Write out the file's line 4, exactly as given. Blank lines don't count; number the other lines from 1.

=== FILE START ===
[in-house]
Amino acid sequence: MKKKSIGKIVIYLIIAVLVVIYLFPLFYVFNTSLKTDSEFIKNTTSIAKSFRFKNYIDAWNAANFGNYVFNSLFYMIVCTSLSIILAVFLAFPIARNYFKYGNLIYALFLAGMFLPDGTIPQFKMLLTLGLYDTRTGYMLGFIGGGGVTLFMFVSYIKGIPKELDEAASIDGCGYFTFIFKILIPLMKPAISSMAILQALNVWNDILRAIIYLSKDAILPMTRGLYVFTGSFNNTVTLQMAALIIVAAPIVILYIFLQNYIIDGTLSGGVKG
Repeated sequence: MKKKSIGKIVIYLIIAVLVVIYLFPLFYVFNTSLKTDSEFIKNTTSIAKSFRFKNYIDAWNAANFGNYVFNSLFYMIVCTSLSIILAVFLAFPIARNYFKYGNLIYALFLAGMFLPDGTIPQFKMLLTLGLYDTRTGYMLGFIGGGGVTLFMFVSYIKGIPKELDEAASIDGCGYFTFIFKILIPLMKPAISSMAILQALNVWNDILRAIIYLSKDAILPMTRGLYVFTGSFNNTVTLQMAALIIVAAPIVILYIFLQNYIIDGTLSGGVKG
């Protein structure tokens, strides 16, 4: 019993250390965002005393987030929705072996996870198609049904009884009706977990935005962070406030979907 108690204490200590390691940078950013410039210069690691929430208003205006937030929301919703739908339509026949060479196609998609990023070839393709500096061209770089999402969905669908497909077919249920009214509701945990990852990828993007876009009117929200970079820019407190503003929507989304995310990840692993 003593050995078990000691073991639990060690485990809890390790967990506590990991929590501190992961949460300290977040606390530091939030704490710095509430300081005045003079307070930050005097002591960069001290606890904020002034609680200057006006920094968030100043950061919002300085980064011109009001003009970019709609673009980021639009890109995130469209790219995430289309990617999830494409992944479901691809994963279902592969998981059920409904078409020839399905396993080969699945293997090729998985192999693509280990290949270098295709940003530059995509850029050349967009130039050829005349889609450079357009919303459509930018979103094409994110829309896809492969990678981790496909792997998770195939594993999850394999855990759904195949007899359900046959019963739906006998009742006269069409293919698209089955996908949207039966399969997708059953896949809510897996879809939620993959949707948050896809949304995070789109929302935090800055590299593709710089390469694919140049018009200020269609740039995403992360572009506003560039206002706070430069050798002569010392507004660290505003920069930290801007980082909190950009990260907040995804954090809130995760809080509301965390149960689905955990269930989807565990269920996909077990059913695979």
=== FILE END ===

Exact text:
């Protein structure tokens, strides 16, 4: 019993250390965002005393987030929705072996996870198609049904009884009706977990935005962070406030979907 108690204490200590390691940078950013410039210069690691929430208003205006937030929301919703739908339509026949060479196609998609990023070839393709500096061209770089999402969905669908497909077919249920009214509701945990990852990828993007876009009117929200970079820019407190503003929507989304995310990840692993 003593050995078990000691073991639990060690485990809890390790967990506590990991929590501190992961949460300290977040606390530091939030704490710095509430300081005045003079307070930050005097002591960069001290606890904020002034609680200057006006920094968030100043950061919002300085980064011109009001003009970019709609673009980021639009890109995130469209790219995430289309990617999830494409992944479901691809994963279902592969998981059920409904078409020839399905396993080969699945293997090729998985192999693509280990290949270098295709940003530059995509850029050349967009130039050829005349889609450079357009919303459509930018979103094409994110829309896809492969990678981790496909792997998770195939594993999850394999855990759904195949007899359900046959019963739906006998009742006269069409293919698209089955996908949207039966399969997708059953896949809510897996879809939620993959949707948050896809949304995070789109929302935090800055590299593709710089390469694919140049018009200020269609740039995403992360572009506003560039206002706070430069050798002569010392507004660290505003920069930290801007980082909190950009990260907040995804954090809130995760809080509301965390149960689905955990269930989807565990269920996909077990059913695979």